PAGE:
8. " Q. Is there a deadline by which NQTs have to finish their induction?

    A. It is normally expected that teachers will complete induction within five years of
    starting it. However, where significant time has elapsed between gaining QTS and starting induction, or where there is a significant gap between teaching posts during the induction period, NQTs may want to consider undertaking some refresher training"

  9. lottee1000

    lottee1000 Occasional commenter


    RE local hire vs overseas- what your wife's situation is has no bearing on your employment- it is up to the school. Some will fudge it and take you on as overseas hire even if you're already here, some won't. A local hire job will seem pitiful in terms of money compared to the UK, but if you don't need to save and your wife's salary can support you, that might not matter.

    RE NQT status- all the schools in BKK say you need to have two years experience, which would normally include having done your NQT year. However, as the poster above says, occasionally schools will take on teachers straight from university- I know of three cases across two schools. This might be due to an outstanding applicant, a cheap applicant (local hire), lack of other applicants, or an emergency such as someone leaving part-way through a contract. You're at an advantage here as physics teachers are like gold-dust.

    RE- returning to the UK- all the schools I asked before leaving said they wouldn't consider someone who'd had more than five years without completing their NQT, so I guess it depends on how soon you would be leaving?

    My advice would be; if you really don't want to do your NQT straight away, start looking for a job straight away, and try have one lined up for when you arrive in BKK. If nothing comes up, come anyway, but quickly make yourself known at appropriate schools so that they can come to you if anything crops up straight away.

    Regards, Lottee
  10. electro-web

    electro-web New commenter

    I think that sums up my plan, thanks for all the advice.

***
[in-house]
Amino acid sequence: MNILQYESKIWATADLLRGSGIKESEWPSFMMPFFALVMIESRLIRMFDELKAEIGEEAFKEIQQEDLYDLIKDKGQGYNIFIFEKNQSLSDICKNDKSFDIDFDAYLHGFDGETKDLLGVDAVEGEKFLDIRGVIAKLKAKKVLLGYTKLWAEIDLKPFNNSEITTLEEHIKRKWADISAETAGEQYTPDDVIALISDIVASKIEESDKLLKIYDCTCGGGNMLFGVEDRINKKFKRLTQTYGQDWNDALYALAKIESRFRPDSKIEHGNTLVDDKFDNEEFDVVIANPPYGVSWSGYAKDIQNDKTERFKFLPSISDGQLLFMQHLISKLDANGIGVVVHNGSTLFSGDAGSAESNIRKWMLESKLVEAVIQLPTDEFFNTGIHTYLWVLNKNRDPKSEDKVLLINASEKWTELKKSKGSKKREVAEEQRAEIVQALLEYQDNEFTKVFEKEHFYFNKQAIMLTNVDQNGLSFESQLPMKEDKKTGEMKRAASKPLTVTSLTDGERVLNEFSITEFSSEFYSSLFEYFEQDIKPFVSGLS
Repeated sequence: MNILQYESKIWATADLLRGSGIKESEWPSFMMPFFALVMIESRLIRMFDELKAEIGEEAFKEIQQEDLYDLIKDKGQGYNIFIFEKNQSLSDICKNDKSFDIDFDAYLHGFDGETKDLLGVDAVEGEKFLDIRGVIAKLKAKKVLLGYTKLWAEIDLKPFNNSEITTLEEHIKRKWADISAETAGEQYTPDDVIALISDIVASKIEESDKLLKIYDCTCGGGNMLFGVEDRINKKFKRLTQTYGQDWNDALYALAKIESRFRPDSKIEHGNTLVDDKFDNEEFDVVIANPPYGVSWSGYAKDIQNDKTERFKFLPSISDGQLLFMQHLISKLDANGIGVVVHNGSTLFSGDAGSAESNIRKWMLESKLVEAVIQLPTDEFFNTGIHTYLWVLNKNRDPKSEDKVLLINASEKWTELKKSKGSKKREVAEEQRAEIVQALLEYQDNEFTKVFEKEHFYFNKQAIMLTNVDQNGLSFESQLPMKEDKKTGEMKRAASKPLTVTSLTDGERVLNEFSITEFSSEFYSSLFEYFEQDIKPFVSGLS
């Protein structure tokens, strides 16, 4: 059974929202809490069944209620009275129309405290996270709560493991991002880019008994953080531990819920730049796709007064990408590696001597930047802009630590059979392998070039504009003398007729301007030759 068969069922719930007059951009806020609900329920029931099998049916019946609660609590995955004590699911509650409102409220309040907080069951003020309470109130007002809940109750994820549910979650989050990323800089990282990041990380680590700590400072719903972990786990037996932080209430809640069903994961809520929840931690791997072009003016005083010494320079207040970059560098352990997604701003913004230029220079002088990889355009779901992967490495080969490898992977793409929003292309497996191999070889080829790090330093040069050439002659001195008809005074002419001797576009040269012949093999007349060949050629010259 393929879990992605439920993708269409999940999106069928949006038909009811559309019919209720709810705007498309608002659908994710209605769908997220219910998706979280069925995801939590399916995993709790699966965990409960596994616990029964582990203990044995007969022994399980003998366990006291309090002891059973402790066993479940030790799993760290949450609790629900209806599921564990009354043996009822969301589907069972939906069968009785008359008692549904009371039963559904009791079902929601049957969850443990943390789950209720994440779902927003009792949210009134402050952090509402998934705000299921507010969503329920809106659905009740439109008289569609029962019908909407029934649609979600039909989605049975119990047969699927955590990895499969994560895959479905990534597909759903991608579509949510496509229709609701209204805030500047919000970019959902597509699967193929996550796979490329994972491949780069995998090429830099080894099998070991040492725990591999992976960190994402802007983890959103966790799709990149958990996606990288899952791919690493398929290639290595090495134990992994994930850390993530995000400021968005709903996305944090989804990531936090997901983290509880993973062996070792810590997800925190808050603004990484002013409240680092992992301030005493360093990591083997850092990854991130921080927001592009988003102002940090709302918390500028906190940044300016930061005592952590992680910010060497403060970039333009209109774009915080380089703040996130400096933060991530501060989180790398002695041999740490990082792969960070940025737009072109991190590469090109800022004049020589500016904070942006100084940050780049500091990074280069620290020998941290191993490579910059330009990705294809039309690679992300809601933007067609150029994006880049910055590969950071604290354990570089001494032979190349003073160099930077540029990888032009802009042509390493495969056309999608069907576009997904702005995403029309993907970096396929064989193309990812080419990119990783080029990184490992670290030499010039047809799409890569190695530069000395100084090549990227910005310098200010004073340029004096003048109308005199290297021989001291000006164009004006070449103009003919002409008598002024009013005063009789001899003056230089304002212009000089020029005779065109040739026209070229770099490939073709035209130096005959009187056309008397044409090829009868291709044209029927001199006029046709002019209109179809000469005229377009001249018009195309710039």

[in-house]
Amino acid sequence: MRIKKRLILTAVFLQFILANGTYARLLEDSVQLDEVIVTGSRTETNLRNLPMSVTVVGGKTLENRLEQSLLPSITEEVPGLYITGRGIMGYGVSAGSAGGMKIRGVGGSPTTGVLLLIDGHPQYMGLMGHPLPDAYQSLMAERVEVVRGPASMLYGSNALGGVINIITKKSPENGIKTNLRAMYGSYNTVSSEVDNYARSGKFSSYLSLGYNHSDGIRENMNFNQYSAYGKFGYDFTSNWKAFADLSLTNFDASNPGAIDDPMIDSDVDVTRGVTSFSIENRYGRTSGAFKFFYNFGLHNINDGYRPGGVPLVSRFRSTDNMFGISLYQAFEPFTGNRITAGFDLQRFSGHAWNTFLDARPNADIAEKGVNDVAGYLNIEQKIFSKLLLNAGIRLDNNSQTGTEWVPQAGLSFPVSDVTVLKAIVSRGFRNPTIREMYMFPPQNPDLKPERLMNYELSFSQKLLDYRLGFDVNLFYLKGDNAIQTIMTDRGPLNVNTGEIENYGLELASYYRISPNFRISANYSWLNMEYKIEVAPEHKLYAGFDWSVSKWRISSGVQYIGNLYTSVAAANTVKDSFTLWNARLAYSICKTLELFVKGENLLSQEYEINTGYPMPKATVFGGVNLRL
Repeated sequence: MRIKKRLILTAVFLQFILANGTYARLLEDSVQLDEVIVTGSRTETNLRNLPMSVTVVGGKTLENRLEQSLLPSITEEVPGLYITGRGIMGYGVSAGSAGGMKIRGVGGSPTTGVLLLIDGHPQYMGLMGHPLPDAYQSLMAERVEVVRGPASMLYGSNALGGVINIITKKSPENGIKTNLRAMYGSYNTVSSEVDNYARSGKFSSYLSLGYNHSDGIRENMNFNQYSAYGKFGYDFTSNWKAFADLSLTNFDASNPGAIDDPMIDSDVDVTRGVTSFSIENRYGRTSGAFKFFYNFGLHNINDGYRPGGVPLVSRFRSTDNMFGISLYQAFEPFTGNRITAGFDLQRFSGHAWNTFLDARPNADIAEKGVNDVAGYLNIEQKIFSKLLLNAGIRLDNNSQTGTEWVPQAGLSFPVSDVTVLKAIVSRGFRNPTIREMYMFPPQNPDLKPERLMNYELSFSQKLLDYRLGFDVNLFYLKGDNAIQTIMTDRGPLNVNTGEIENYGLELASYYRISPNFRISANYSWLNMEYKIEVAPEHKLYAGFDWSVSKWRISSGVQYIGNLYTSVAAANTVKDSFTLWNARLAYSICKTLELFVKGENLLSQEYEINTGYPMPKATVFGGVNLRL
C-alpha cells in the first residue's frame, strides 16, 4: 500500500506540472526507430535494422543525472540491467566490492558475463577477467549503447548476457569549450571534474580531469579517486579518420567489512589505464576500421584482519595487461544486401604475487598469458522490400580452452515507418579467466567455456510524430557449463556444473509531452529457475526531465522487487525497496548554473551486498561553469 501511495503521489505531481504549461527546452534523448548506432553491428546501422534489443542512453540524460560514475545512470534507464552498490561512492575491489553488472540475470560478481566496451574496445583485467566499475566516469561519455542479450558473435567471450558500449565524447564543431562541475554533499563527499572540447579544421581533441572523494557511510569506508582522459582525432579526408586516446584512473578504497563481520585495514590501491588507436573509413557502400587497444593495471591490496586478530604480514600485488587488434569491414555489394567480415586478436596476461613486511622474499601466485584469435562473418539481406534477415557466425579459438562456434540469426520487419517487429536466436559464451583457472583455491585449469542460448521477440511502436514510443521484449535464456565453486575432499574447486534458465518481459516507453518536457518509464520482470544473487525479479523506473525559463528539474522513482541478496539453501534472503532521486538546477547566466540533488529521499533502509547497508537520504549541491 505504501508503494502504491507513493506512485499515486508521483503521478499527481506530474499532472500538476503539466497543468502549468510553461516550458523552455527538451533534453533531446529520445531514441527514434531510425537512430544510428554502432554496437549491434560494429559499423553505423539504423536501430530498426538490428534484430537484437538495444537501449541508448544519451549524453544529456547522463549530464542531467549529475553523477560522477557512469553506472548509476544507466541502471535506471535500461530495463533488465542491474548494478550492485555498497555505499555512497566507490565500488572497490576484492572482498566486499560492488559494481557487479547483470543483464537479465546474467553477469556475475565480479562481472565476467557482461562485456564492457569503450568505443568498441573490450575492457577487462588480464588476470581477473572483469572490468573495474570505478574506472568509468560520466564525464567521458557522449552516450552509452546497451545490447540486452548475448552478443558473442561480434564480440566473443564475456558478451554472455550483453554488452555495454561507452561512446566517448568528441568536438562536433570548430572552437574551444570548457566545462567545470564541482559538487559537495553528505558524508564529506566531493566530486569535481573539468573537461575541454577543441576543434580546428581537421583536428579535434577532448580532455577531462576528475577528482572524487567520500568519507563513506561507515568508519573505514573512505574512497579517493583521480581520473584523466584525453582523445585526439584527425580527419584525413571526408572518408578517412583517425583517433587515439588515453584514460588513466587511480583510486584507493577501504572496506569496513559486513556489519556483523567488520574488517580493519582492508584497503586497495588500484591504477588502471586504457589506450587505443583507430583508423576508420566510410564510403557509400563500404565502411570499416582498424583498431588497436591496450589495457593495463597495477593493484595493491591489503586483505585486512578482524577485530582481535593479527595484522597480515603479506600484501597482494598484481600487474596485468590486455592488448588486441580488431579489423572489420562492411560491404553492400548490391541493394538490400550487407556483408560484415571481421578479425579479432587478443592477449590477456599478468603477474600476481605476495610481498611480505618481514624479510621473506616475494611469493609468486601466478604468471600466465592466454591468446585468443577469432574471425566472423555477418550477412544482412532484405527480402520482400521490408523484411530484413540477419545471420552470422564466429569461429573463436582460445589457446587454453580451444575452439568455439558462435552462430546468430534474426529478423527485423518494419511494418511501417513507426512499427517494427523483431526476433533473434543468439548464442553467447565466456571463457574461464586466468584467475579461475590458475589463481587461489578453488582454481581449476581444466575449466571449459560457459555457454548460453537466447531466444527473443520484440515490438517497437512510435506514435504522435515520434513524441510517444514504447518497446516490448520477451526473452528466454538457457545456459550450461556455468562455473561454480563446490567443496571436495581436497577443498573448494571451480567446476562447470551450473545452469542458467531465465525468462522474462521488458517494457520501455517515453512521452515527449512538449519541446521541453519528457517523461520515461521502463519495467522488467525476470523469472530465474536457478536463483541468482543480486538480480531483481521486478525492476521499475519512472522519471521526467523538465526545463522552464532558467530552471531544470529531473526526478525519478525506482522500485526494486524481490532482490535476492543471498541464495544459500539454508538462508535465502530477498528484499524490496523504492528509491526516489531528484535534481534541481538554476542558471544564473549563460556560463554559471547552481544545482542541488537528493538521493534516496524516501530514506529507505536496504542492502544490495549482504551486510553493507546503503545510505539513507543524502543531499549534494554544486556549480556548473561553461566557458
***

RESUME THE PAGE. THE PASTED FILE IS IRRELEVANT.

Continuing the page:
I think that I do have a reasonable chance of employment because of teaching Physics and also previous work experience outside of education. Although it doesn't strictly matter, I'm not a 23 year old straight out of uni.

    However, I definitely want to do NQT first - not just because of immediate prospects but for the future and the experience. I'm going to look in two places: both at home and 250 miles away where I could live with my parents (but only if I'm really desperate - I don't want to leave my wife for 9 months!)

    And as you say, if I can't get a position here then I'm better off unemployed in Bangkok than unemployed in the UK!

    As for local hire, I'll try and fudge it as best I can by doing everything via UK where I can.

    thanks a lot
  11. invincible

    invincible New commenter

    The correct and most up-to-date information on Induction:
    Is there a deadline by which newly qualified teachers (NQTs) must start and finish induction?
    No. NQTs are encouraged to start their induction as soon as possible after gaining QTS, but there is no set time limit for starting or completing induction. If significant time has elapsed between gaining QTS and starting induction, or there is a significant gap between teaching posts during the induction period, NQTs can consider undertaking refresher training.
    See paragraph 2.55 of the Statutory Guidance on Induction for Newly Qualified Teachers in England (ref: DCSF-00364-2008).

    Note the expectation of finishing induction within 5 years once started is no longer there. It ended in September 2009.